Can’t touch this: employee’s privacy concerns vindicated by FWC

A Full Bench of the Fair Work Commission has issued a decision which highlights the need for employers to make sure that their privacy policy and any change implementation are up to scratch.

Sawmill operator, Superior Wood, sought to introduce a fingerprint-based time recording system in conjunction with a new Site Attendance Policy.

One of their casual employees, Mr Lee, raised concerns regarding the use and storage of his fingerprints. He was not satisfied with Superior Wood’s response to his concerns and did not comply with the new policy, even when threatened with dismissal. His employment was terminated by Superior Wood for his failure to comply with a lawful and reasonable direction.

Mr Lee made an unfair dismissal application, which was initially unsuccessful as the Commissioner considered the termination to be reasonable in the circumstances. On appeal, the decision was quashed and Mr Lee’s termination held to be an unfair dismissal.

The Full Bench’s decision was heavily influenced by the employer’s non-compliance with the Privacy Act 1998 (Cth) (Act) and the relevant Australian Privacy Principles (APPs) contained within it.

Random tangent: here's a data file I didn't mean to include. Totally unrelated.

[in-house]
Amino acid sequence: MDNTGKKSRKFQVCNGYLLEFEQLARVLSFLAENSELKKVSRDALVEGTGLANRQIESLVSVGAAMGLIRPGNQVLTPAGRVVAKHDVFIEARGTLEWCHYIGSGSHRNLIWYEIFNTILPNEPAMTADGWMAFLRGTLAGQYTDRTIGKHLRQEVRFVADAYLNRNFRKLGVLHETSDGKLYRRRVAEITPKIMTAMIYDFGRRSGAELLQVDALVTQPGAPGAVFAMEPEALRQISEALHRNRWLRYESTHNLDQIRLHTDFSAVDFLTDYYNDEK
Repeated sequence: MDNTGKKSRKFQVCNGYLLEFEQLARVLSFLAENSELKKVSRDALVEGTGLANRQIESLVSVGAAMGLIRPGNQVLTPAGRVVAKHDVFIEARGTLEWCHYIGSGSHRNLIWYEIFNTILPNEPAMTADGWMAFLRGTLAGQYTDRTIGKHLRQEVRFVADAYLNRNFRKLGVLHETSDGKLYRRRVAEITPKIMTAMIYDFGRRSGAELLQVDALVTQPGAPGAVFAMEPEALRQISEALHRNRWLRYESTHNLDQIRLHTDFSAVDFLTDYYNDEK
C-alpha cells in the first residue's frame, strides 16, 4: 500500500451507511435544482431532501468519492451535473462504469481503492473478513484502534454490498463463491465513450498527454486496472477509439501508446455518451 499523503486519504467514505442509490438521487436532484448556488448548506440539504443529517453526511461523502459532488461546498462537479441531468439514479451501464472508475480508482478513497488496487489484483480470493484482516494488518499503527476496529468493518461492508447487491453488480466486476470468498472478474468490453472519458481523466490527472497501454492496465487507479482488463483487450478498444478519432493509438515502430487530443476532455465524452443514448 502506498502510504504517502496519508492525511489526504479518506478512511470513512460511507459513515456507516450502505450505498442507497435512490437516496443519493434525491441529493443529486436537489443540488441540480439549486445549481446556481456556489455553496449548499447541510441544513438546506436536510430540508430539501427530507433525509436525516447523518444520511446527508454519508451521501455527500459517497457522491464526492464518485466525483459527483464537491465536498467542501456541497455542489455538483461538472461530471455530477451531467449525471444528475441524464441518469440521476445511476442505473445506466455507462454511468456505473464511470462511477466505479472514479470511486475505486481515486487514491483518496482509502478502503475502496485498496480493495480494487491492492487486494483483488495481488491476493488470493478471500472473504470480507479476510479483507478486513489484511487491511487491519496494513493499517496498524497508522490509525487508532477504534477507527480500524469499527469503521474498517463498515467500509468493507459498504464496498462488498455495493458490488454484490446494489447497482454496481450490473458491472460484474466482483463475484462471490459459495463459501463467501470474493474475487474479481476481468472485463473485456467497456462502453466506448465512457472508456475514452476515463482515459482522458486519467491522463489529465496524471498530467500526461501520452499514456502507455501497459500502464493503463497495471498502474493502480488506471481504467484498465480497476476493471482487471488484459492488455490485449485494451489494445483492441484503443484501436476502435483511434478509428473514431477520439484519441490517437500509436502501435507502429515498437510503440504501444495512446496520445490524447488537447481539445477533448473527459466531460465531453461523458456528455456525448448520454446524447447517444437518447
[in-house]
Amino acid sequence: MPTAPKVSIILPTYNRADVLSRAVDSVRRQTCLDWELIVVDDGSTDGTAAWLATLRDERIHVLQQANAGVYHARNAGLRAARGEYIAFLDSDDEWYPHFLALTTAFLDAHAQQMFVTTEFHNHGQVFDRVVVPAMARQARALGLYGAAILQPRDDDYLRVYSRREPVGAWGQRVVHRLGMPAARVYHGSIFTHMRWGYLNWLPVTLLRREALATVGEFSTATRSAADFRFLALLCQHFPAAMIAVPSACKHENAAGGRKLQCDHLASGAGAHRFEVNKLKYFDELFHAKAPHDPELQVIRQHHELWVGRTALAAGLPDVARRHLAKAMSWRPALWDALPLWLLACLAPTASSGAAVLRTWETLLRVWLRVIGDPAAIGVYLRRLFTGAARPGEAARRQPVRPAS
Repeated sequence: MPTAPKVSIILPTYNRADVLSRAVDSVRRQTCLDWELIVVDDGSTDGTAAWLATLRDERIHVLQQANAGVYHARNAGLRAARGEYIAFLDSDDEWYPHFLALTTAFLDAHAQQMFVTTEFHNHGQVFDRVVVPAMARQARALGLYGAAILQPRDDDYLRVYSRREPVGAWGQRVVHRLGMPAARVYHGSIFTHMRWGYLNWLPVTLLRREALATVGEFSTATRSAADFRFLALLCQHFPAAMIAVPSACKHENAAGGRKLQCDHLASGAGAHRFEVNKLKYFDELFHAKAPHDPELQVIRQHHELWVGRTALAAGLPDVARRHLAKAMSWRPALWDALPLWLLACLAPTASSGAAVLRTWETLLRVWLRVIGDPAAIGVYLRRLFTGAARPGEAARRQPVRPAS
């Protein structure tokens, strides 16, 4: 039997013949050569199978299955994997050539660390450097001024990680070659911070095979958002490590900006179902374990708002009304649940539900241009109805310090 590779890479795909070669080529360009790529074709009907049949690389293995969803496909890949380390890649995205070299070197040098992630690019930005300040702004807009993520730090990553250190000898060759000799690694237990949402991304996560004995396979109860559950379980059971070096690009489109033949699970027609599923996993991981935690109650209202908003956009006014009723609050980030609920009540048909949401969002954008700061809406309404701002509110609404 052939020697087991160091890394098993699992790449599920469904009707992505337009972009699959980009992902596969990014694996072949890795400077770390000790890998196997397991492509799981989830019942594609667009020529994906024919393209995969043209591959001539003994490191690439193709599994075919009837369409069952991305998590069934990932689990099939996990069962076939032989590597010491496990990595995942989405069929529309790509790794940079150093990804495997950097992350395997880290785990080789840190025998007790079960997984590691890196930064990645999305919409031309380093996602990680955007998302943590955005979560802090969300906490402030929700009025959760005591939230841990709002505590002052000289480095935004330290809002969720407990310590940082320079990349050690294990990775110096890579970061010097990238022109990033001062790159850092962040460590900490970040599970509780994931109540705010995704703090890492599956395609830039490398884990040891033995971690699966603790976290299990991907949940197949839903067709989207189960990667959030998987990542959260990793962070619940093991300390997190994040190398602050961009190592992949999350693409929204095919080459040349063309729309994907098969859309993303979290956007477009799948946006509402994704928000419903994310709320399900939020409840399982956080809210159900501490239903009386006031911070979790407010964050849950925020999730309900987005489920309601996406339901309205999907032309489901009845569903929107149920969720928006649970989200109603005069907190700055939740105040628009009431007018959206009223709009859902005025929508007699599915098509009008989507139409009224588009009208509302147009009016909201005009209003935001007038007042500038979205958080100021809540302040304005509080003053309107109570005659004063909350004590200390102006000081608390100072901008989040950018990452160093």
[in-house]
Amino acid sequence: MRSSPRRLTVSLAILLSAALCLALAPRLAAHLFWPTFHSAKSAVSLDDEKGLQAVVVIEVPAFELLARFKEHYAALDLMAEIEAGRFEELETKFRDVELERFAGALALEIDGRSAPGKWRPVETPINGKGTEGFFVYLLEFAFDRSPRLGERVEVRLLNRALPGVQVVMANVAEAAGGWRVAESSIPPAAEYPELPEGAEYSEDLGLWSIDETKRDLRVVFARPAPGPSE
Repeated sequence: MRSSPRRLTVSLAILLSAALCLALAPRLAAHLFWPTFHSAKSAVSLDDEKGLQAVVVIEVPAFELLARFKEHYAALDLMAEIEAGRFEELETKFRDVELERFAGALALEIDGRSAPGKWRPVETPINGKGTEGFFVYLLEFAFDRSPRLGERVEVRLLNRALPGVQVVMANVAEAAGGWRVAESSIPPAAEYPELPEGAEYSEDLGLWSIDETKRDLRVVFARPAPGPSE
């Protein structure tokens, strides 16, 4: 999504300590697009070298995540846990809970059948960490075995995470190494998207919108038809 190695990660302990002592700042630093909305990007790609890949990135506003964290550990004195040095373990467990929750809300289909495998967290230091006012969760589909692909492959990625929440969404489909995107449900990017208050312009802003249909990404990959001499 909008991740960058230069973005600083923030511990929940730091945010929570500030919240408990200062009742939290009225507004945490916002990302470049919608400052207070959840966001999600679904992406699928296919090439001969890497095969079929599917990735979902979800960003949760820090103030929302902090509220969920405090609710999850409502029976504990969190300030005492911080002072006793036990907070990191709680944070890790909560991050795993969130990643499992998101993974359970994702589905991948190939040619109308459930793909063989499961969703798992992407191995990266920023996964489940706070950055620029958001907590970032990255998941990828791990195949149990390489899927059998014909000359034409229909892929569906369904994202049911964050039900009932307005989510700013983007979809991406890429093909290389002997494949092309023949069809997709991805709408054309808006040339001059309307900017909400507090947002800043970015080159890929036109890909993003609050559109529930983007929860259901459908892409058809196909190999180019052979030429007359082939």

The Full Bench found that Superior Wood:

  1. did not have an appropriate privacy policy in place;
  2. failed to inform its employees that the fingerprint scanners would be collecting sensitive information within the meaning of the Act.
  3. failed to provide its employees (including Mr Lee) with an appropriate privacy collection notice; and
  4. failed to advise and discuss with staff its obligations in relation to handling the sensitive information.

Superior Wood attempted to rely upon the employee records exemption under the Act to overcome its failure of process. However, the Full Bench rejected this approach and found that the direction given to Mr Lee was not lawful and reasonable because of the failure to comply with the Act and the APPs. They also emphasised that any “consent” obtained was vitiated by the threat of dismissal.

Key takeaways

  1. Employers must have a privacy policy in place where the APPs apply.
  2. A collection notice should be given to staff when seeking their consent to the collection of sensitive data.
  3. Employers should not be over-zealous in relying on a failure to follow lawful and reasonable directions as the basis for a termination of employment if the failure is due to an employee asserting legal rights and protections.
  4. In addition to the Act, there is other privacy legislation that may be relevant, and particular care should be taken in relation to the collection, use and storage of sensitive information.

If you need any help navigating privacy legislation and data retention in relation to your employees, please contact the Employment, Safety and Migration team at Macpherson Kelley.

This article was written by Adam Foster, Senior Associate – Employment, Safety and Migration.